Alumni Panel Series
The Alumni Association Panel Series provides stimulating conversation on critical topics that help you stay connected to Lab. Access and view past panel series events below.
Gabriel Bump, ’09Gabriel Bump, ’09 grew up in South Shore, Chicago. His nonfiction and fiction have appeared in Slam magazine, the Huffington Post, Springhouse Journal, and other publications. He was awarded the 2016 Deborah Slosberg Memorial Award for Fiction. He received his MFA in fiction from the University of Massachusetts, Amherst. His widely hailed coming-of-age novel, Everywhere You Don't Belong, was released in early 2020.
Maria Hinojosa, ’79For 25 years, Maria Hinojosa, ’79 has helped tell America's untold stories and has brought to light unsung heroes in America and abroad. As anchor and executive producer of the long-running weekly NPR show Latino USA, and as anchor of the Emmy Award-winning talk show Maria Hinojosa: One-on-One from WGBH/La Plaza, Hinojosa has informed millions of Americans about the fastest growing group in our country. Her acclaimed latest book, Once I Was You: A Memoir of Love and Hate in Torn America, traces her story as an immigrant in Chicago's South Side
Carlo Rotella, ’82Carlo Rotella, ’82, is a writer, journalist, and scholar. His celebrated recent book is The World Is Always Coming to An End: Pulling Together and Apart in a Chicago Neighborhood (2019)—about South Shore, the Chicago neighborhood where he grew up in the 1970s. He writes for the New York Times Magazine, and he has been a regular op-ed columnist for the Boston Globe, radio commentator for WGBH and author of numerous books. His work has appeared in the New Yorker, Harper's, the Believer, Washington Post Magazine, and Best American Essays. He is professor of American Studies, English, and journalism at Boston College.
W. Kamau Bell, ’90W. Kamau Bell, ’90 is a sociopolitical comedian who is the host and executive producer of the Emmy Award winning CNN docu-series United Shades of America with W. Kamau Bell. He recently made his Netflix debut with a new stand-up comedy special, Private School Negro. Kamau has a book with the easy-to-remember title The Awkward Thoughts of W. Kamau Bell: Tales of a 6' 4", African American, Heterosexual, Cisgender, Left-Leaning, Asthmatic, Black and Proud Blerd, Mama's Boy, Dad, and Stand-Up Comedian. He is the director of the critically acclaimed documentary Cultureshock: Chris Rock's Bring the Pain.
Karim Sulayman, ’94Karim Sulayman, ’94 has garnered international acclaim as a sophisticated and versatile artist, consistently praised for his sensitive and intelligent musicianship, riveting stage presence, and beautiful voice. A 2019 GRAMMY® Award winner, he regularly performs on the world's stages in orchestral concerts and opera, as well as in recital and chamber music, while forging a standout path in the music of the Italian Baroque.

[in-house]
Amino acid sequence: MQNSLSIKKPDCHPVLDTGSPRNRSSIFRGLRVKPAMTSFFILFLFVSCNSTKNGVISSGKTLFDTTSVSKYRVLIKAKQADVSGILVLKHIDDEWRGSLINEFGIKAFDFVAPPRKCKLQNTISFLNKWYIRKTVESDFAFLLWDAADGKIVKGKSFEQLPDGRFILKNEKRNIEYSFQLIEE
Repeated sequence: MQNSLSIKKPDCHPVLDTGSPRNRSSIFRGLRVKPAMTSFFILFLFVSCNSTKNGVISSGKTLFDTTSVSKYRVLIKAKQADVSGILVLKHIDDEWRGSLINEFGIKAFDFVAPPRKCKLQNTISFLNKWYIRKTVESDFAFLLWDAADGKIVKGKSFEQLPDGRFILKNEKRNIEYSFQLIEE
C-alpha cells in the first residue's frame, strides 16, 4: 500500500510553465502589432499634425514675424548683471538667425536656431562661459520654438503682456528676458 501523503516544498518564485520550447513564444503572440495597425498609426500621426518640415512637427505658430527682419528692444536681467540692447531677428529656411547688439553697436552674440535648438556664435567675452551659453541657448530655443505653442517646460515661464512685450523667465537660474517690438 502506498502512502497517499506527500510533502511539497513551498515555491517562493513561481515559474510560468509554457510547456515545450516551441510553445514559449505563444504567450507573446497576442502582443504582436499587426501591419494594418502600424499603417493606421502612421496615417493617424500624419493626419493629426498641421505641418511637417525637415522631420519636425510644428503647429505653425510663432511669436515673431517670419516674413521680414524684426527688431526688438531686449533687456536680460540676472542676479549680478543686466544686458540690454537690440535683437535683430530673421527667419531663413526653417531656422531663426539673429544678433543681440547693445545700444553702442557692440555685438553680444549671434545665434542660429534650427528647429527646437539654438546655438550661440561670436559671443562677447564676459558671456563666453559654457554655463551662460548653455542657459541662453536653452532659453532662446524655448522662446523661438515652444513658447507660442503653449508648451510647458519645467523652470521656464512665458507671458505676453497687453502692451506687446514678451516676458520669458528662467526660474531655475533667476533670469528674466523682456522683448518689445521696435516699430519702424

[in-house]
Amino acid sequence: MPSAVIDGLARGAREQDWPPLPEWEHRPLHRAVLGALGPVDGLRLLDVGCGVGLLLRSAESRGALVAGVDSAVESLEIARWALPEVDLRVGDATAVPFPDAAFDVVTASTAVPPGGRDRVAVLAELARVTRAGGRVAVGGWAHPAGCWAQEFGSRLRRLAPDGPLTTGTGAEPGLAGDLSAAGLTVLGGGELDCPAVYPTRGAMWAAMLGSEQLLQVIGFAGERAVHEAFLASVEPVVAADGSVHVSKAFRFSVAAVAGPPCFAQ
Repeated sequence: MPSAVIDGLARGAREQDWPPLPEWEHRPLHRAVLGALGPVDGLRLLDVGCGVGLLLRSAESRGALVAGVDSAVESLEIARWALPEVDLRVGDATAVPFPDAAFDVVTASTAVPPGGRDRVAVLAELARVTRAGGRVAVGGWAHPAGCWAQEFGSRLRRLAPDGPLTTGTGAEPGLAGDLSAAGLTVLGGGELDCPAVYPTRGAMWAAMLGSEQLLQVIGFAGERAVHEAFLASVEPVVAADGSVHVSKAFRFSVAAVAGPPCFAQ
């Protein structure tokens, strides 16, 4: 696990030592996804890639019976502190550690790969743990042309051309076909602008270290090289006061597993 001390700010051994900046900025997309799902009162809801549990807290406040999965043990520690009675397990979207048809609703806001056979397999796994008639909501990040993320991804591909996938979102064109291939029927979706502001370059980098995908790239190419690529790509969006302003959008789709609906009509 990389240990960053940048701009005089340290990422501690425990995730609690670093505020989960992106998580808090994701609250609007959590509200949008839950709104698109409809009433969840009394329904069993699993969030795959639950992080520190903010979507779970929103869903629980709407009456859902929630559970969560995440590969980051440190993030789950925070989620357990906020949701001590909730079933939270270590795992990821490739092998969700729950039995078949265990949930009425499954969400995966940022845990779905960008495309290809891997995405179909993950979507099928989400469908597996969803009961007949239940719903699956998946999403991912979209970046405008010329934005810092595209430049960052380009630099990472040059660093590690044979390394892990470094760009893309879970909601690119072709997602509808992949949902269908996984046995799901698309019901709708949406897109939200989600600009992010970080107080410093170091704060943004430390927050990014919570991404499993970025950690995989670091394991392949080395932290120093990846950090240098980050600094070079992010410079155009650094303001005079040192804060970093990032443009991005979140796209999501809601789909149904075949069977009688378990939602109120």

Amanda Williams, ’92A Chicago-based visual artist who trained as an architect, Amanda Williams, ’92 has exhibited widely, including at the Museum of Contemporary Art in Chicago and the Pulitzer Arts Foundation. Her art is in the permanent collection of the Museum of Modern Art in New York City and of the Art Institute of Chicago. She is a member of the Obama Presidential Center Museum Design Team and a frequent lecturer. Amanda's creative practice employs color as a way to draw attention to the complexities of race, space, and value in cities. Her many accolades include a 2018 USA Ford Fellowship, and she is also a Joan Mitchell Foundation awardee. Amanda is the recipient of Lab's 2019 Rising Star Professional Award.
Kate Grossman, ’88Kate Grossman, ’88 oversees WBEZ's four-person education team, covering city, suburban and statewide school issues. She joined WBEZ in 2016 after nearly 20 years as a print reporter and opinion writer. Most recently, she was Deputy Editorial Page Editor at the Chicago Sun-Times, where she wrote editorials on education, Illinois politics and city and state policy issues. Previously, Kate worked as a Sun-Times metro reporter, and at the Associated Press, The Providence Journal and ABC 20/20.
Monica Davey, ’82Monica Davey, ’82 is the Chicago bureau chief for The New York Times, covering the Midwest. She started at The Times in March 2003. Prior to joining The Times, Ms. Davey worked at the Chicago Tribune from 1998 until 2003. She also wrote for the St. Petersburg Times, the Roanoke Times and World-News, and at City News Bureau of Chicago, a wire service where she began her career.
Maria Hinojosa, ’79For 25 years, Maria Hinojosa, ’79 has helped tell America's untold stories and brought to light unsung heroes in America and abroad. As the anchor and executive producer of the long-running weekly NPR show Latino USA, and as anchor of the Emmy Award-winning talk show Maria Hinojosa: One-on-One from WGBH/La Plaza, Hinojosa has informed millions of Americans about the fastest growing group in our country.